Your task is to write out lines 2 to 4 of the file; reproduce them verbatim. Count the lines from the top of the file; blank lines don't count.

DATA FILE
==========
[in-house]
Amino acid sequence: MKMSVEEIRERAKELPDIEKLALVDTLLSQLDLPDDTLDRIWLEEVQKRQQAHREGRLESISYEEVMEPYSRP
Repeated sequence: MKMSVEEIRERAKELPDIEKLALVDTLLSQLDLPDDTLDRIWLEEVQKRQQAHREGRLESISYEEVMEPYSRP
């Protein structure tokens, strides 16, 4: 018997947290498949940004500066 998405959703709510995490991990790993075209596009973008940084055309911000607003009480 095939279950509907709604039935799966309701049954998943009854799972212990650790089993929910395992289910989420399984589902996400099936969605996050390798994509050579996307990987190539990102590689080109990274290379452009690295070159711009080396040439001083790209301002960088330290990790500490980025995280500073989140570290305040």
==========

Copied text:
Amino acid sequence: MKMSVEEIRERAKELPDIEKLALVDTLLSQLDLPDDTLDRIWLEEVQKRQQAHREGRLESISYEEVMEPYSRP
Repeated sequence: MKMSVEEIRERAKELPDIEKLALVDTLLSQLDLPDDTLDRIWLEEVQKRQQAHREGRLESISYEEVMEPYSRP
């Protein structure tokens, strides 16, 4: 018997947290498949940004500066 998405959703709510995490991990790993075209596009973008940084055309911000607003009480 095939279950509907709604039935799966309701049954998943009854799972212990650790089993929910395992289910989420399984589902996400099936969605996050390798994509050579996307990987190539990102590689080109990274290379452009690295070159711009080396040439001083790209301002960088330290990790500490980025995280500073989140570290305040």